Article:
B. H. Fairchild to Donovan Welch

 

The following comes from B. H. (Pete) Fairchild, National Book Award finalist for The Art of the Lathe, and winner of The National Book Critics Circle Award for Occult Memory Systems of the Lower Midwest.  It’s addressed to Donovan Welch, Professor Emeritus in Creative Writing at the University of Nebraska at Kearney.

 

 

February 22, 2003

 

Dear Don:

 

You’re still the king of metaphor: “the flesh under his biceps a happy flag/helloing the world,” “Needled by despair, the compass/of her heart swings wildly/in search of one magnetic bit,” “the gray flesh of her upper arms/like dolphins leaping in a sleeveless sea,” “her words/ like a broken bottle / aimed at the back / of his head.”

 

And I know exactly how “the discovery of her old hex bolts/ can weld minutes into moments.” I loved the last stanza of “In the Showroom,” and this is as fine a closure as any poet could ask for:

 

            Never were the hops

            of the fields harvested

 

            with less biblical dread,

            the son, dropping his drawers,

            mooning his father, while

            waddling spiritually ahead.

 

Absolutely brilliant.  The poems go right to my heart.  I think it’s one of your very best books.  I kept thinking of W.C.W. as I read these because I think this is exactly what he had in mind when he talked about an American idiom and a truly American poetry.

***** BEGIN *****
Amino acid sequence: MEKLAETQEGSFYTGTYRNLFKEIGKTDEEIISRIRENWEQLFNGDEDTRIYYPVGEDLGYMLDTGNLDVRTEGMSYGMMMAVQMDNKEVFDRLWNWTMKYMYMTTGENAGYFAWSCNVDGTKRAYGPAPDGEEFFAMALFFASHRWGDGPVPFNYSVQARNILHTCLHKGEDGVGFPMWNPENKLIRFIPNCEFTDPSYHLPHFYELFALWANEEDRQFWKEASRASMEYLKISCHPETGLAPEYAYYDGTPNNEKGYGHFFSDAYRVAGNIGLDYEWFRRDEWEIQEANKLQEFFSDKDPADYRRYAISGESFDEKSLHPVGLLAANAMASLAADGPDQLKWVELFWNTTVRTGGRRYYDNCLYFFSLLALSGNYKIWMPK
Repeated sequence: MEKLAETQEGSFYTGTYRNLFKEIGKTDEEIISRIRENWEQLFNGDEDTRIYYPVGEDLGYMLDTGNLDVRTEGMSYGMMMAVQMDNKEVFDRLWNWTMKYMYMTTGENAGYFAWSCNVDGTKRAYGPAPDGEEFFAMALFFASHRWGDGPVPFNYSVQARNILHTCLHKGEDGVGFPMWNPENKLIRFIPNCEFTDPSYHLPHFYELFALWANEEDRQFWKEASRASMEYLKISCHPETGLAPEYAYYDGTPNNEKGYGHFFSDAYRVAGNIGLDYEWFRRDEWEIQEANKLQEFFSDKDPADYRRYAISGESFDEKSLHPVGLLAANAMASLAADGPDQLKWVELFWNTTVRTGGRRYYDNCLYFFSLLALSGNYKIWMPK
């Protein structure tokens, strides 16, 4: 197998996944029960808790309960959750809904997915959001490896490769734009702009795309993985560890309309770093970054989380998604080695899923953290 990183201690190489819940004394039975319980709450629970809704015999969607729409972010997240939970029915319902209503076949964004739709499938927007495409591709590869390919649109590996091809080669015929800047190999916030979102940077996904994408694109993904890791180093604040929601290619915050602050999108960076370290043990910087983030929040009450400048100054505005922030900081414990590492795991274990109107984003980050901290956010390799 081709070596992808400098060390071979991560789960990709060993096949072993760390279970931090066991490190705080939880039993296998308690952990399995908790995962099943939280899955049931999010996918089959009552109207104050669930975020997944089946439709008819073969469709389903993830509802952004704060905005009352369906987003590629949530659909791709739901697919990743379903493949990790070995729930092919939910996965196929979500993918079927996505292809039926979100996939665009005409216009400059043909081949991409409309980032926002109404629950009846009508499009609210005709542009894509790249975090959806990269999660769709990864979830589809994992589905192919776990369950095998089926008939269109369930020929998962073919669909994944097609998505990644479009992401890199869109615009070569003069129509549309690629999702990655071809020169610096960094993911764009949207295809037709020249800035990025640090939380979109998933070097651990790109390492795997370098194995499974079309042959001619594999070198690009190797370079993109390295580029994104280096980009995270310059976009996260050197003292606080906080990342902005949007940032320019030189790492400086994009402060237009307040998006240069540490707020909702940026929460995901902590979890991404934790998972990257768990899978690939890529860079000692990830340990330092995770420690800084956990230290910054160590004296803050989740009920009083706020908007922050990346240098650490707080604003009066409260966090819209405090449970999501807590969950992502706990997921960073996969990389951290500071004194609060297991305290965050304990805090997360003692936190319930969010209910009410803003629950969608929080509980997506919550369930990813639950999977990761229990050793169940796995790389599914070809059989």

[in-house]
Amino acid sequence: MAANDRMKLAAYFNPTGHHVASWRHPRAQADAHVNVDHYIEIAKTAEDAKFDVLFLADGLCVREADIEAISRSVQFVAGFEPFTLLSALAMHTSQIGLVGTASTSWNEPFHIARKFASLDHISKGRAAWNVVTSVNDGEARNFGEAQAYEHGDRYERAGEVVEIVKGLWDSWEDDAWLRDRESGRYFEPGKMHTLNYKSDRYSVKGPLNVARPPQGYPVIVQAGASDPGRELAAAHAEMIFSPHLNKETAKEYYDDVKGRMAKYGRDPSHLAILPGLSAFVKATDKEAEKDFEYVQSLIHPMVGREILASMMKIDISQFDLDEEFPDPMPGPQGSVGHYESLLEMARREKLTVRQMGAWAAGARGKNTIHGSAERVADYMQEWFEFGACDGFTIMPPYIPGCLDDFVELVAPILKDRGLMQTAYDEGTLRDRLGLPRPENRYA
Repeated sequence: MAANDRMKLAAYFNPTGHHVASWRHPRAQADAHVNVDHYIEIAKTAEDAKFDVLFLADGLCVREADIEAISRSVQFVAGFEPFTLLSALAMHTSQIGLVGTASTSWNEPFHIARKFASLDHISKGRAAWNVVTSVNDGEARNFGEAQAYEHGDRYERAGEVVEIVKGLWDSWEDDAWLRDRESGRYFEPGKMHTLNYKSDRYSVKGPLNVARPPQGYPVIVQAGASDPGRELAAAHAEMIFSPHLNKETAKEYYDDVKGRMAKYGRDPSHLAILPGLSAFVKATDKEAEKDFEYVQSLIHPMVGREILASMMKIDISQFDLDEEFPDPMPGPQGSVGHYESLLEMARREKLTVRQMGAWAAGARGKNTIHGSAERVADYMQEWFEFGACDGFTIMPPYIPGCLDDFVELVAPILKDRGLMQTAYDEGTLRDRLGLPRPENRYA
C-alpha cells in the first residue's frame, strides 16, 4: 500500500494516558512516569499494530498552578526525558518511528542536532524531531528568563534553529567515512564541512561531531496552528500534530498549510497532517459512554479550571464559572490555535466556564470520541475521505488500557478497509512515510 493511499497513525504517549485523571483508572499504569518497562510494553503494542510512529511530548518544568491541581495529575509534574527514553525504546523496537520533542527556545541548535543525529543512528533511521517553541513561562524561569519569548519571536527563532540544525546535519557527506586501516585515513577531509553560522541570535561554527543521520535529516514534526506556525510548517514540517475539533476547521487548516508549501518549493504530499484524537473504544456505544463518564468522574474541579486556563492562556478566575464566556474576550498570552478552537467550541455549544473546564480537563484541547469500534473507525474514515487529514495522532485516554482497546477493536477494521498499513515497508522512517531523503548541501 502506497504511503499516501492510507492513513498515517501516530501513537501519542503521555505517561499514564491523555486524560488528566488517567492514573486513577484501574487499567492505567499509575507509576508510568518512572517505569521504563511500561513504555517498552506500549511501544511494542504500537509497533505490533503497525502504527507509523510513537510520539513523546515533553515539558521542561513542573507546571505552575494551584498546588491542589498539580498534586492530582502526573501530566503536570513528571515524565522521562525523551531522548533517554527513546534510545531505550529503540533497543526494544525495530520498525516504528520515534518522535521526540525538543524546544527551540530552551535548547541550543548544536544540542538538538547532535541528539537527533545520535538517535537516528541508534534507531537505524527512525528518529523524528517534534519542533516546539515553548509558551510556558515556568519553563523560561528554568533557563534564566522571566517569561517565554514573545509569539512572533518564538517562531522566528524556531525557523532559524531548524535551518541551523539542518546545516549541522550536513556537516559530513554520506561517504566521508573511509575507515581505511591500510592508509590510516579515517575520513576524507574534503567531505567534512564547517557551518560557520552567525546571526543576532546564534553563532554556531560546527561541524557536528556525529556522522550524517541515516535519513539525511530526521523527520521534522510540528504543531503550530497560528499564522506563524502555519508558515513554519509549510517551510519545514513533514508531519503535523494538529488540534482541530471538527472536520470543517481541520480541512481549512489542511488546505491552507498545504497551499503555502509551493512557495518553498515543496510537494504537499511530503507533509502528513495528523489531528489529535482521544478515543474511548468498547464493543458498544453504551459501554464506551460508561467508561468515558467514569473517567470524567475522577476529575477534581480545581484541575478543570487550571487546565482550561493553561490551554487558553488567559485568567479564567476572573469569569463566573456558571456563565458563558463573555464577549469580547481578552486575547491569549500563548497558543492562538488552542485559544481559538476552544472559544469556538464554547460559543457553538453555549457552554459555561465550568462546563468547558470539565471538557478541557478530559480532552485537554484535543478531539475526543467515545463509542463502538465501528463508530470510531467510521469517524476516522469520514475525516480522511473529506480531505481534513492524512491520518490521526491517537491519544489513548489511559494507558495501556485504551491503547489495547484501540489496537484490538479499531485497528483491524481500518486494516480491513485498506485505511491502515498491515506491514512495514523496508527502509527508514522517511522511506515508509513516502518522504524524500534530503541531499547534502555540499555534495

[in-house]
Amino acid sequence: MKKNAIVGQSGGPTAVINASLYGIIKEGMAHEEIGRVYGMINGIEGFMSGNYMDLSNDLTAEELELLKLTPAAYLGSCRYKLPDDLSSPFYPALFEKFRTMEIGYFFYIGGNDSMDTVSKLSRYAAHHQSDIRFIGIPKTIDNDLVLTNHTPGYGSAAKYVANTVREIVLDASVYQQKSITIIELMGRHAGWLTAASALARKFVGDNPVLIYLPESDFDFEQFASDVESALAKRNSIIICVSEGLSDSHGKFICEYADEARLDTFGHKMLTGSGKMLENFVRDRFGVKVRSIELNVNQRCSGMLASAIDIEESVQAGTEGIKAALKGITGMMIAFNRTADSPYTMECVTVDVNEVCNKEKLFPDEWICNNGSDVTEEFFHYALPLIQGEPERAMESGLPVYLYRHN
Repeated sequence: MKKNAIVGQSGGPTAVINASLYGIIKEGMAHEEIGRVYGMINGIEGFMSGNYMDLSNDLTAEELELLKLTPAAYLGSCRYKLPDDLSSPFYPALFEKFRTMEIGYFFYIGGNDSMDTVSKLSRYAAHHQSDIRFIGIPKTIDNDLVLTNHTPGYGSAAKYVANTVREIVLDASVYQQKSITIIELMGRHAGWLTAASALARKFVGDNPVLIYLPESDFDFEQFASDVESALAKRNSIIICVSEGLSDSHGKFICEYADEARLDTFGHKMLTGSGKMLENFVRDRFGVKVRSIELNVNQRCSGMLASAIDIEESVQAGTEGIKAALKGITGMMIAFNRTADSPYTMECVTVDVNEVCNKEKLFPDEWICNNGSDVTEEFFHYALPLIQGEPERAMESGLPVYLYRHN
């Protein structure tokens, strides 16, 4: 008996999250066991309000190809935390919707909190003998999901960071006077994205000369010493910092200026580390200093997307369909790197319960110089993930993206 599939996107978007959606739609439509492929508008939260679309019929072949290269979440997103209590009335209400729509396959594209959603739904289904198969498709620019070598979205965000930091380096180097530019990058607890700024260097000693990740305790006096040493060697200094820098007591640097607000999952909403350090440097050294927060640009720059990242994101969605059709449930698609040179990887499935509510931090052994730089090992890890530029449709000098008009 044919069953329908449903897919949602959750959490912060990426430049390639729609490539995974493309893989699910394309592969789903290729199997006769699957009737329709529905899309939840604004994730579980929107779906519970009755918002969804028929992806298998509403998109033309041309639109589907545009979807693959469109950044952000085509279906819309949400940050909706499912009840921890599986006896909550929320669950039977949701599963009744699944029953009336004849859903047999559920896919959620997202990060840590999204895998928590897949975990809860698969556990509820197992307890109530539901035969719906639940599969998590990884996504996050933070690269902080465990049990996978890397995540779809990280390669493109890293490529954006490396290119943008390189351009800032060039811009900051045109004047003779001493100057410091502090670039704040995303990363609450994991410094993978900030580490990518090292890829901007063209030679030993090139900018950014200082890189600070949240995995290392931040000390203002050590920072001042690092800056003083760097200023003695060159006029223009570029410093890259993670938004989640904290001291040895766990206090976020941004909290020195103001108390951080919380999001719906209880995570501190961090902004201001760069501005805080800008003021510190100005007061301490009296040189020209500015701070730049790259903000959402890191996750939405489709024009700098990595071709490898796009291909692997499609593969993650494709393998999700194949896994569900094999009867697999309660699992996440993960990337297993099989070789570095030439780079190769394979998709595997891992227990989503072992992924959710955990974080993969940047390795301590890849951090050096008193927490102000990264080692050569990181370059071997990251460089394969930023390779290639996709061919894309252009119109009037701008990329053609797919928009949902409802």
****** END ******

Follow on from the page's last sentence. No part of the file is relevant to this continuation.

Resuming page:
In Liberal, our first little rent house backed onto the alley behind main street.  John Smith and I built a little car, barely a chassis, with a half-horse Briggs and Stratton motor, and on the virgin run I ran it right into the wall of the Magneto Electric Store.  Sometimes well after midnight, I would be awakened by a middle-aged woman dressed in her high school formal wandering the alley and going through the trash cans.  I write about her in “Old Women.” There was a beer joint next to Magneto Electric, and there used to be fist fights in the alley, young men with nothing better to do than beat the crap out of each other.  I had almost forgotten about the life, and lives, of the alley.  Your alley poems are stunning, but I think you were already ahead of the game when you came up with the idea.

 

I will read these to my students. My school has changed considerably over the last ten years.  Two thirds of the entering freshmen have to take comp at the lowest remedial level.  Many of them hold two jobs and know well the life of the alleys.

 

Thanks for these, Don.  Be well,

 

                                                            Pete


 

Speechless Spring 2007
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Tebot Bach